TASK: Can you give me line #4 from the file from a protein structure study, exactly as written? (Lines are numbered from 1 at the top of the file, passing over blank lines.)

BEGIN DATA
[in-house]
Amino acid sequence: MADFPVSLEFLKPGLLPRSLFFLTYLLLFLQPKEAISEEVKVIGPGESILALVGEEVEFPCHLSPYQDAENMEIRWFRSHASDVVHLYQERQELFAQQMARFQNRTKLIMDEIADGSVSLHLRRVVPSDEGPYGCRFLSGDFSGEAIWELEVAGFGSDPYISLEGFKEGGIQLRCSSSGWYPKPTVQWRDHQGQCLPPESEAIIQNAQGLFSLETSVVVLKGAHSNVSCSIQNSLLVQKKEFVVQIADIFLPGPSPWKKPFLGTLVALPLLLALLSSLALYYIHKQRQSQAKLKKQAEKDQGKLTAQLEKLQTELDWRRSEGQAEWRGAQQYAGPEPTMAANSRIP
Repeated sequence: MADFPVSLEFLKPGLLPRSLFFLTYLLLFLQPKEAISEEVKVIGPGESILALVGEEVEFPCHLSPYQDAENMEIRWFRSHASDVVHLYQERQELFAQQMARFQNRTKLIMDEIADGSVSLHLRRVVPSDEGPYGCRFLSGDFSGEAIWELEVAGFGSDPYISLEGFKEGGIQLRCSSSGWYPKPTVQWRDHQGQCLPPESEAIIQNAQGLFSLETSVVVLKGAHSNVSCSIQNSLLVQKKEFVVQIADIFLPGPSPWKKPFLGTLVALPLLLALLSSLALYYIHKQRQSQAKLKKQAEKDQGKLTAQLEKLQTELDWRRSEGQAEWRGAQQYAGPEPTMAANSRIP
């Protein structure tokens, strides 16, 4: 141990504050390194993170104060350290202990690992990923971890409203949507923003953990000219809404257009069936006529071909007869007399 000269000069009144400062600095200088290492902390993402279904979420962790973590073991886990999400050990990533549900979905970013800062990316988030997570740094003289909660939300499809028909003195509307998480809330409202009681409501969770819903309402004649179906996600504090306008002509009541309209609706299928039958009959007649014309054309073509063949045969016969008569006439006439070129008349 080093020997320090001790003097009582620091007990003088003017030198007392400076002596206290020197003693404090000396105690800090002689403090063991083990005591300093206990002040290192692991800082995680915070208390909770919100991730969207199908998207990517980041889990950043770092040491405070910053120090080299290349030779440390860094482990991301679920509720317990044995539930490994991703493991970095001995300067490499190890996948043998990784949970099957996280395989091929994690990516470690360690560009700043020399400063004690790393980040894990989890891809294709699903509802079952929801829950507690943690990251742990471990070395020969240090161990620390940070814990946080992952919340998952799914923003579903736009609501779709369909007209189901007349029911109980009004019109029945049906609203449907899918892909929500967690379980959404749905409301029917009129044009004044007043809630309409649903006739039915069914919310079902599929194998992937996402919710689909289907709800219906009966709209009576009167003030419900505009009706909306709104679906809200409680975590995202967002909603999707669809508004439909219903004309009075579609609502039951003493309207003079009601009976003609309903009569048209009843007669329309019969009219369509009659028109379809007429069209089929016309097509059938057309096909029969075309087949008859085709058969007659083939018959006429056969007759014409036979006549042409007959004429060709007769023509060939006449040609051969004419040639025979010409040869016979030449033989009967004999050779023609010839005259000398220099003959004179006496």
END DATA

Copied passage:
């Protein structure tokens, strides 16, 4: 141990504050390194993170104060350290202990690992990923971890409203949507923003953990000219809404257009069936006529071909007869007399 000269000069009144400062600095200088290492902390993402279904979420962790973590073991886990999400050990990533549900979905970013800062990316988030997570740094003289909660939300499809028909003195509307998480809330409202009681409501969770819903309402004649179906996600504090306008002509009541309209609706299928039958009959007649014309054309073509063949045969016969008569006439006439070129008349 080093020997320090001790003097009582620091007990003088003017030198007392400076002596206290020197003693404090000396105690800090002689403090063991083990005591300093206990002040290192692991800082995680915070208390909770919100991730969207199908998207990517980041889990950043770092040491405070910053120090080299290349030779440390860094482990991301679920509720317990044995539930490994991703493991970095001995300067490499190890996948043998990784949970099957996280395989091929994690990516470690360690560009700043020399400063004690790393980040894990989890891809294709699903509802079952929801829950507690943690990251742990471990070395020969240090161990620390940070814990946080992952919340998952799914923003579903736009609501779709369909007209189901007349029911109980009004019109029945049906609203449907899918892909929500967690379980959404749905409301029917009129044009004044007043809630309409649903006739039915069914919310079902599929194998992937996402919710689909289907709800219906009966709209009576009167003030419900505009009706909306709104679906809200409680975590995202967002909603999707669809508004439909219903004309009075579609609502039951003493309207003079009601009976003609309903009569048209009843007669329309019969009219369509009659028109379809007429069209089929016309097509059938057309096909029969075309087949008859085709058969007659083939018959006429056969007759014409036979006549042409007959004429060709007769023509060939006449040609051969004419040639025979010409040869016979030449033989009967004999050779023609010839005259000398220099003959004179006496």